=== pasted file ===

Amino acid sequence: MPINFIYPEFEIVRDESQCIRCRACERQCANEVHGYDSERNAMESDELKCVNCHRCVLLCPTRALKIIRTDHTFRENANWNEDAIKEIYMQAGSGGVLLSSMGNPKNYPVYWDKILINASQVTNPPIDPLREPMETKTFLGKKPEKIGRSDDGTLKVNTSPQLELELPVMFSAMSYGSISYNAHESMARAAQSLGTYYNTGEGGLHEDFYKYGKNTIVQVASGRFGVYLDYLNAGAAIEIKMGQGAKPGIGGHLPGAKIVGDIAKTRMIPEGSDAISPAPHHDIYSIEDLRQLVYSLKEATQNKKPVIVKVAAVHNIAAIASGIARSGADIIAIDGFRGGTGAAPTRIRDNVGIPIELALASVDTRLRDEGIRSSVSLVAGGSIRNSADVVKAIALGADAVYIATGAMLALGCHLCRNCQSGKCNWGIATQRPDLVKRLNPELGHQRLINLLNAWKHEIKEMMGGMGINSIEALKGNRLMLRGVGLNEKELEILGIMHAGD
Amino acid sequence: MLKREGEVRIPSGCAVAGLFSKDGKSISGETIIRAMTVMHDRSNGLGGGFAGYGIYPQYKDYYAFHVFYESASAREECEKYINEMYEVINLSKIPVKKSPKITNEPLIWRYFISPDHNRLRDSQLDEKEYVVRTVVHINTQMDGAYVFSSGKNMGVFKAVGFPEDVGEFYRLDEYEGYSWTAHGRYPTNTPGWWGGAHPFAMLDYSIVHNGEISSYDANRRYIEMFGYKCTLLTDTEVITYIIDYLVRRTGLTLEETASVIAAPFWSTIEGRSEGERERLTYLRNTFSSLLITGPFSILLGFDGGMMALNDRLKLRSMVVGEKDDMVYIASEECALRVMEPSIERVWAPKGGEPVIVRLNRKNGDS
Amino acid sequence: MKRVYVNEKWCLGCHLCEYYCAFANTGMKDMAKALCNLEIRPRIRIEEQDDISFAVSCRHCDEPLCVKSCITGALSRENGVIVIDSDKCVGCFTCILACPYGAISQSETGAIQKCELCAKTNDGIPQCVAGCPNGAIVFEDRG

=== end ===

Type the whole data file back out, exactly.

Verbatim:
Amino acid sequence: MPINFIYPEFEIVRDESQCIRCRACERQCANEVHGYDSERNAMESDELKCVNCHRCVLLCPTRALKIIRTDHTFRENANWNEDAIKEIYMQAGSGGVLLSSMGNPKNYPVYWDKILINASQVTNPPIDPLREPMETKTFLGKKPEKIGRSDDGTLKVNTSPQLELELPVMFSAMSYGSISYNAHESMARAAQSLGTYYNTGEGGLHEDFYKYGKNTIVQVASGRFGVYLDYLNAGAAIEIKMGQGAKPGIGGHLPGAKIVGDIAKTRMIPEGSDAISPAPHHDIYSIEDLRQLVYSLKEATQNKKPVIVKVAAVHNIAAIASGIARSGADIIAIDGFRGGTGAAPTRIRDNVGIPIELALASVDTRLRDEGIRSSVSLVAGGSIRNSADVVKAIALGADAVYIATGAMLALGCHLCRNCQSGKCNWGIATQRPDLVKRLNPELGHQRLINLLNAWKHEIKEMMGGMGINSIEALKGNRLMLRGVGLNEKELEILGIMHAGD
Amino acid sequence: MLKREGEVRIPSGCAVAGLFSKDGKSISGETIIRAMTVMHDRSNGLGGGFAGYGIYPQYKDYYAFHVFYESASAREECEKYINEMYEVINLSKIPVKKSPKITNEPLIWRYFISPDHNRLRDSQLDEKEYVVRTVVHINTQMDGAYVFSSGKNMGVFKAVGFPEDVGEFYRLDEYEGYSWTAHGRYPTNTPGWWGGAHPFAMLDYSIVHNGEISSYDANRRYIEMFGYKCTLLTDTEVITYIIDYLVRRTGLTLEETASVIAAPFWSTIEGRSEGERERLTYLRNTFSSLLITGPFSILLGFDGGMMALNDRLKLRSMVVGEKDDMVYIASEECALRVMEPSIERVWAPKGGEPVIVRLNRKNGDS
Amino acid sequence: MKRVYVNEKWCLGCHLCEYYCAFANTGMKDMAKALCNLEIRPRIRIEEQDDISFAVSCRHCDEPLCVKSCITGALSRENGVIVIDSDKCVGCFTCILACPYGAISQSETGAIQKCELCAKTNDGIPQCVAGCPNGAIVFEDRG